Research shows that if children start school with a strong set of attitudes and skills that help them "learn how to learn," they will be better able to take advantage of educational opportunities. While some learning skills come naturally to children, others can be developed through a supportive environment.
Tips for building learning skills:
Five-year-olds are creative and enthusiastic problem solvers. They offer progressively more imaginative ideas for how to do a task, make something, or solve longer-term or more abstract challenges. As they participate in a variety of new experiences, five-year-olds ask more analytical questions and weigh their choices. They are also more social as they learn new things and prefer activities that involve other children.
Deliberates and weighs choices (e.g., may spend a long time thinking about whether to go to the store with mom or to stay home and help dad).
Can maintain focus on a project for a sustained period of time (e.g., spends a rainy day building a complicated fort out of chairs and blankets, complete with props and signs). Is able to return to an activity after being interrupted.
Persists in longer-term or complex projects, with supervision. Can return to projects begun the previous day. Uses self-talk and other strategies to help finish difficult tasks and assignments from adults (e.g., a school project to make an alphabet book).
Chooses and follows through on self-selected learning tasks. Shows interest and skill in more complex self-help skills (e.g., decides to learn to skate, zips jacket, prepares a snack).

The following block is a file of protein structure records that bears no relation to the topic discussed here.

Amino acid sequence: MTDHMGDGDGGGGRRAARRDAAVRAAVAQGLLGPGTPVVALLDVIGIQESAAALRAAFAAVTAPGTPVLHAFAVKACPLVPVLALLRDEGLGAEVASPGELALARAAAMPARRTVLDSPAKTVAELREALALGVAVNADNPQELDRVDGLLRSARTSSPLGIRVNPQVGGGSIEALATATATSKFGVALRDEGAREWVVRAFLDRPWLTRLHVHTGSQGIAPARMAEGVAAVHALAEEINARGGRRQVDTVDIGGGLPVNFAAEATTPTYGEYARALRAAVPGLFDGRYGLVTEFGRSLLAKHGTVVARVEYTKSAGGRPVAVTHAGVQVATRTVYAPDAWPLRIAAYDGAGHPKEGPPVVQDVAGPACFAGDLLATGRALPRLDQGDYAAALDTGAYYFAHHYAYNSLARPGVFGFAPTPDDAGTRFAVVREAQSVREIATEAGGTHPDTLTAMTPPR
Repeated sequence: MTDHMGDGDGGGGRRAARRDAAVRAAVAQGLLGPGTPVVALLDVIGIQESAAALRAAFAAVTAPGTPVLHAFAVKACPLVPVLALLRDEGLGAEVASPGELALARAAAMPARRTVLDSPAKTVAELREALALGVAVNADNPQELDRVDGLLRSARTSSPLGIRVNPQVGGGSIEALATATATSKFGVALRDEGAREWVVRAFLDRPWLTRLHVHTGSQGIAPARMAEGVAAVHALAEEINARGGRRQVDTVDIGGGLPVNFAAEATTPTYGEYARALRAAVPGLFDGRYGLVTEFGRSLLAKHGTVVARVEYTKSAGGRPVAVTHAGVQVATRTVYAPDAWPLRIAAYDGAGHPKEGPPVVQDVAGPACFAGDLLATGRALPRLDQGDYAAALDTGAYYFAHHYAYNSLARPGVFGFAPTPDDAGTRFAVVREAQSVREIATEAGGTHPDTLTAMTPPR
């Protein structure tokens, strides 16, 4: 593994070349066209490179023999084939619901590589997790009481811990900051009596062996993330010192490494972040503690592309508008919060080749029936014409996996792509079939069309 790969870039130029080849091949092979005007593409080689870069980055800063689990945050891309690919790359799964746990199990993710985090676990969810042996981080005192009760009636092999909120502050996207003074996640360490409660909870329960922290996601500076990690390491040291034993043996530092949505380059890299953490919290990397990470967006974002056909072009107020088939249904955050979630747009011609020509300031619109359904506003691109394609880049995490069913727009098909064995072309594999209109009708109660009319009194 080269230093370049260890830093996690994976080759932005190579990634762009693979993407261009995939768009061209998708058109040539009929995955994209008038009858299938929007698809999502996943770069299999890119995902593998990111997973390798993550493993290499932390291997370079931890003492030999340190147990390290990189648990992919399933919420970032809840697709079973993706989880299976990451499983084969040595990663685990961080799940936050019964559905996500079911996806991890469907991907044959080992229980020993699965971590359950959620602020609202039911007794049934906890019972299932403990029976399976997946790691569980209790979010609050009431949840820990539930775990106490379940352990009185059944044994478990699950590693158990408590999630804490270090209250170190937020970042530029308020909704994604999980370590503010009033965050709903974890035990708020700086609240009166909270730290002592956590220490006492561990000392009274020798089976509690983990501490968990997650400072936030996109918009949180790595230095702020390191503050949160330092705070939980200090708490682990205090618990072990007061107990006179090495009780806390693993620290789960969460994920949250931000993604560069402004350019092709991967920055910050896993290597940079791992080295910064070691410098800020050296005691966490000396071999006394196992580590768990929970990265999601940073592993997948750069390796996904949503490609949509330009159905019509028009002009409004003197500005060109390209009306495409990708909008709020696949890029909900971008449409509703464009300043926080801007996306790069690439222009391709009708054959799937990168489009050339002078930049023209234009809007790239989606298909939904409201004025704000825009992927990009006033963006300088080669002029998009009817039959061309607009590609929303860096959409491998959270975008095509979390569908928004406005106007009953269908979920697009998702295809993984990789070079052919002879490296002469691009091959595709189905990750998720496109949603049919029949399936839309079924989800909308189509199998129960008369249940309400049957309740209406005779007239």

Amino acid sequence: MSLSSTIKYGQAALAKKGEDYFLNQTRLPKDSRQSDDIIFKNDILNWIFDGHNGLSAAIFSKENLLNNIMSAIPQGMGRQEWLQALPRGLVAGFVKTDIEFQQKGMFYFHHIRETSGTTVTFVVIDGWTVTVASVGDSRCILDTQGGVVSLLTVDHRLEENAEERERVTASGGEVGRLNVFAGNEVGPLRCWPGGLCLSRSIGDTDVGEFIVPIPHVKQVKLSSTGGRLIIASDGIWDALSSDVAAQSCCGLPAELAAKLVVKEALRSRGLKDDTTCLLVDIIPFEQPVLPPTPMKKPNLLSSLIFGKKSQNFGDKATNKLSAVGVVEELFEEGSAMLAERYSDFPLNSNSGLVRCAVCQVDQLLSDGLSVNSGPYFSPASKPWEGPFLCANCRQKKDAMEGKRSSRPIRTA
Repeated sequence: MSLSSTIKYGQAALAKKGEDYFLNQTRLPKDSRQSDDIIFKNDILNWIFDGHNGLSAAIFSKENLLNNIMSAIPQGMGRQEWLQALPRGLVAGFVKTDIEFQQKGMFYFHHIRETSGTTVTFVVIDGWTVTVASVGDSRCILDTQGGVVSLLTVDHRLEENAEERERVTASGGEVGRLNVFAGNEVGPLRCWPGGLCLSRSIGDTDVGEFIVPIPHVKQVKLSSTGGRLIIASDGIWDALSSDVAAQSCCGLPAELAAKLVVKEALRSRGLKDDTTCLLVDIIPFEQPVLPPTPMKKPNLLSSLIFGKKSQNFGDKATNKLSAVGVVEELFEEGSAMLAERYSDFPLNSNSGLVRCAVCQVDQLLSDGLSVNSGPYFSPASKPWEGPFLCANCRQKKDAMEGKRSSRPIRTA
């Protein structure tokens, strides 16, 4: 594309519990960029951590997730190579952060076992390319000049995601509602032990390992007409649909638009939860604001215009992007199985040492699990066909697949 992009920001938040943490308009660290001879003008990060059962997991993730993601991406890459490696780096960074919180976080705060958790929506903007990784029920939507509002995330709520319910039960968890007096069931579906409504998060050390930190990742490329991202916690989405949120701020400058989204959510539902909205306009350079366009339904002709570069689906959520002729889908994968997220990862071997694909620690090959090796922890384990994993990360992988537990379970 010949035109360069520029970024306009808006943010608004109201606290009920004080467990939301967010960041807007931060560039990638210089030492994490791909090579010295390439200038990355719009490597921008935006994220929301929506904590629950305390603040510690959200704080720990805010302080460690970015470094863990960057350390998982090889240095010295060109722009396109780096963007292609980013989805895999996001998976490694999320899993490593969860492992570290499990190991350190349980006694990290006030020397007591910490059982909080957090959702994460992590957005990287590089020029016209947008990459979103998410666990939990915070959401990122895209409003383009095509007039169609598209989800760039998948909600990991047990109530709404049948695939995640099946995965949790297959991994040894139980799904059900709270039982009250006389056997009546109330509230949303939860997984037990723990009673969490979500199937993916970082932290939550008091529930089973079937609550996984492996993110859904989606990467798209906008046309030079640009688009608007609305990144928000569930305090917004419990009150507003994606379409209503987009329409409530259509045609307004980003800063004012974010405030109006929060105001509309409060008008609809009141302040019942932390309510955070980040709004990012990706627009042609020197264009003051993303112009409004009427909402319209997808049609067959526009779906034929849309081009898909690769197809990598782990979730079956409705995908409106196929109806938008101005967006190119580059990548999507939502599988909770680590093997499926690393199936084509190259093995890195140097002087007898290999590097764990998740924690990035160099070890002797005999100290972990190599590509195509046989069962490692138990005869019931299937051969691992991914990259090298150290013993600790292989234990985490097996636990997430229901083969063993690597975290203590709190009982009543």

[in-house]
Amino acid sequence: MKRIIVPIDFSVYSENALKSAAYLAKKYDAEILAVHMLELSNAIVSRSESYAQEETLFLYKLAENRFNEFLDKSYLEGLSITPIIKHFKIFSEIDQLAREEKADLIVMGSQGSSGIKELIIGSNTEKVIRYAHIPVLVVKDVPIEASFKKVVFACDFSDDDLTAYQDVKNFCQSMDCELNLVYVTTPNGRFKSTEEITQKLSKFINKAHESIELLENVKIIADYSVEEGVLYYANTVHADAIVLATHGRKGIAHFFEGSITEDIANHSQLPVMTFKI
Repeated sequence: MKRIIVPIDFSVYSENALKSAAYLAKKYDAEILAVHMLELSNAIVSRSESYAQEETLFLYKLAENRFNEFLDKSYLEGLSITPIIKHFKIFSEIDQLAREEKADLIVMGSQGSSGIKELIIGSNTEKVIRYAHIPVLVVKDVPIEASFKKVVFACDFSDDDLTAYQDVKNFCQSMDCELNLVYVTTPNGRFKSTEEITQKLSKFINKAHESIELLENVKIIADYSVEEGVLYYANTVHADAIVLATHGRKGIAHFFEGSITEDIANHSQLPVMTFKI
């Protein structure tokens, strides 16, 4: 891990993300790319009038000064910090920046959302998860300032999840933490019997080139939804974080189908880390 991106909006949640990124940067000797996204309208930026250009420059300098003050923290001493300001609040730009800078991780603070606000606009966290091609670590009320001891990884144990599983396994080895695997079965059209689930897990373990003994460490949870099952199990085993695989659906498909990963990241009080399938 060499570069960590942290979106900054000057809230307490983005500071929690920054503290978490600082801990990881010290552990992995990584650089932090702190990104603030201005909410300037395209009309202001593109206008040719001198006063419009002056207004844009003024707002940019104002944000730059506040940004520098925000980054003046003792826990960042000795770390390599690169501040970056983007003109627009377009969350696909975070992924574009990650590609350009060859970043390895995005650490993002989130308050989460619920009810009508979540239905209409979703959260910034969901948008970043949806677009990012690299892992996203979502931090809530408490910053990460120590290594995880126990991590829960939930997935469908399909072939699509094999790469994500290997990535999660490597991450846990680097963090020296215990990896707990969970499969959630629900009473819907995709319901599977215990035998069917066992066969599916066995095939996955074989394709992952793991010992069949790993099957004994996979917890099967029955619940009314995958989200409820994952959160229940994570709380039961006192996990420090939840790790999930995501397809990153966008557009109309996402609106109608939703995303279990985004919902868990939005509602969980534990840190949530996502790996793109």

Tries an even wider range of new experiences, both independently and with peers and adults (e.g., goes on a camping trip with grandparents, tries to learn to play piano like older brother). May deliberately take risks when learning new skills.
Asks higher-level questions (e.g., asks, "What would happen if we had no food?" or "Why was Raymond mad at me"?).
Expands verbal and nonverbal enthusiasm for learning new things, including academic (e.g., reading, writing) and physical skills (e.g., riding a bike).
Is increasingly able to think of possible solutions to problems. Can use varied and flexible approaches to solve longer-term or more abstract challenges (e.g., when planning to have friends over on a rainy day, thinks about how to deal with a limited space to play).
Analyzes complex problems more accurately to identify the type of help needed (e.g., says, "I think I know how to play this game, but I think you'll have to help me get started. Then I can do the rest.").
Continues to benefit from hands-on experiences to support more abstract thinking skills (e.g., makes a book about last summer's vacation trip, complete with sections for each place visited, drawings to illustrate, and labels written with adult help).
Collaborates with other children in extended and complex pretend play, taking on more varied roles and situations (e.g., acts out roles of lions, hunters, rescuers, and other animals in a dramatic and sustained scenario).
Offers increasingly creative, unusual ideas about how to do a task, how to make something, or how to get from one place to another (e.g., asks, "Let's use these old boxes to make a spaceship! Where's some paint?").